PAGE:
August 1, 2017, 7:00 P. M., Butte MT, Music Memorial of Frank Little, Carpenters' Union Hall, Butte, MT, 156 West Granite, Butte, MT. Mark Ross Performing, Books available for Signing. Free and Open to the Public. Hosted by the SW Central Montana Labor Council
May 18, 2017, 7:00 P. M., Dripping Springs, TX City Hall, Thirsty Thursday. Author Spotlight with Reading, All Welcome, Free and/or Bring an item for the Food Pantry
October 5, 2017, 6:30 P. M., Denton, TX. Book talk, Reading, and Signing as Part of the Educational Series, Lucy Parsons Study Club, Aura Coffee, 1306 West Hickory Street, Denton, TX. Contact 940.489.2176, email@example.com, North Texas IWW (Denton).
Jane Little Botkin
Click here to follow Jane's seven-year journey to research her uncle.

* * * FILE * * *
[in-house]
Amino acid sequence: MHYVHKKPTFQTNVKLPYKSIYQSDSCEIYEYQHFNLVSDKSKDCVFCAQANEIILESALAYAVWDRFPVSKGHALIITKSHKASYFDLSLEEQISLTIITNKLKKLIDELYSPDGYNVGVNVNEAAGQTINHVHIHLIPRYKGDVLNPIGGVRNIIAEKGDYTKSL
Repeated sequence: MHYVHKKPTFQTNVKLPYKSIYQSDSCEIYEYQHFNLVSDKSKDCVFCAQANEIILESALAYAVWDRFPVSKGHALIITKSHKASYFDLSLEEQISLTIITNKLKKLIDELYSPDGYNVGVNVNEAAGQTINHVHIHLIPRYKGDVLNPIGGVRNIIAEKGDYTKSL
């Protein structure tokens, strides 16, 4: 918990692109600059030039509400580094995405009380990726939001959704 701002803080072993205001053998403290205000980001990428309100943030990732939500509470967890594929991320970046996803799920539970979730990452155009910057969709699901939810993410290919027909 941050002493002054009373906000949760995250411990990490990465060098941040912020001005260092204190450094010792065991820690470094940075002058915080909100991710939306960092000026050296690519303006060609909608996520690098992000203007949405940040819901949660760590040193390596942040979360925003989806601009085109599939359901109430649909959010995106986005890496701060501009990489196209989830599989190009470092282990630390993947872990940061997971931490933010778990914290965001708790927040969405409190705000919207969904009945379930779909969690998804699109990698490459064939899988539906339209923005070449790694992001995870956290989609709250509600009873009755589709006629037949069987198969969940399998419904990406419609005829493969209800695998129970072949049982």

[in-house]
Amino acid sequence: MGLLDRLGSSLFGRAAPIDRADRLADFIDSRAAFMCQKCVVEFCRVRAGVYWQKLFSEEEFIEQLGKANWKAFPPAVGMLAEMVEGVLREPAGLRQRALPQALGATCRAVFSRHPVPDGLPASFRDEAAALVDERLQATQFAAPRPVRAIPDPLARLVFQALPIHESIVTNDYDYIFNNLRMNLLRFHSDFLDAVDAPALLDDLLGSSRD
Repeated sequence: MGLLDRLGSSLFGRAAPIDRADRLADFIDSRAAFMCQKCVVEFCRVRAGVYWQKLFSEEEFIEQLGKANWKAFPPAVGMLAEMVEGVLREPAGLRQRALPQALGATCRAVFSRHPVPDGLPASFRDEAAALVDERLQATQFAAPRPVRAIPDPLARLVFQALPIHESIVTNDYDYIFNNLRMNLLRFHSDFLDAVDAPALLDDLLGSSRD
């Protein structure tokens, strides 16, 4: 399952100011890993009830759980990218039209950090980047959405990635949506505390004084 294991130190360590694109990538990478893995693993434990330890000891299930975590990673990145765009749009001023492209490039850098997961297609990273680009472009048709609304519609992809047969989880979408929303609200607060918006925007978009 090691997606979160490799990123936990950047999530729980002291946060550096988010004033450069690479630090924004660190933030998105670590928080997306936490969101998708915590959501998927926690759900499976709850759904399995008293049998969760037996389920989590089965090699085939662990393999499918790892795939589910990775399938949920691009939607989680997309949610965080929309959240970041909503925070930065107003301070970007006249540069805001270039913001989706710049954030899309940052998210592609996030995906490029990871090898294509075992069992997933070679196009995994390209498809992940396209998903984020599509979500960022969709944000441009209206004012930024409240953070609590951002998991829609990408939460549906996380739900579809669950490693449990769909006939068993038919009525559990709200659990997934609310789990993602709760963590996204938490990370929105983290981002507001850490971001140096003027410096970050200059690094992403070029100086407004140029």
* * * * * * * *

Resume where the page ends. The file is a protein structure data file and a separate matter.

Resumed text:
August 1, 2017, 10:00 A. M. Butte, MT. Graveside Memorial at Mountain View Cemetery, followed by a wreath-laying at the site of Frank Little's murder, and a picnic. Contact Charles Copeland, Branch Delegate, Missoula IWW, 406.529.6404, firstname.lastname@example.org
July 31, 2017 7:00 P. M., Butte, MT. Book reading and signing, William A. Clark Chateau, Butte Labor History Center/Butte-Silver Bow Archives/Clark Chateau. Contact Kim Kohn 406.782.3280, email@example.com, www.buttearchives.org
October 7-8, 2017 Dallas, TX. Lone Star Book Festival, Main Street Gardens in downtown Dallas, Main St., DEAR Texas, Inc., Contact 512.554.9560, info@LoneStarBookFest.com, www.lonestarbookfest.com, www.deartexas.info
NEW EVENT! January 10, 2018, 12:00 P. M., Book Reading and Presentation at the Wimberley Village Library, 400 FM2325, Wimberley, TX. Contact Sarah Davis at 512.847.2188.
NEW EVENT! March 10-11, 2018, 9:30 - 5:30, Tucson, AZ. Tucson Festival of Books,Panel Discussion, TBA. University of Arizona Campus, http://tucsonfestivalofbooks.org/
Keep checking back! More to come.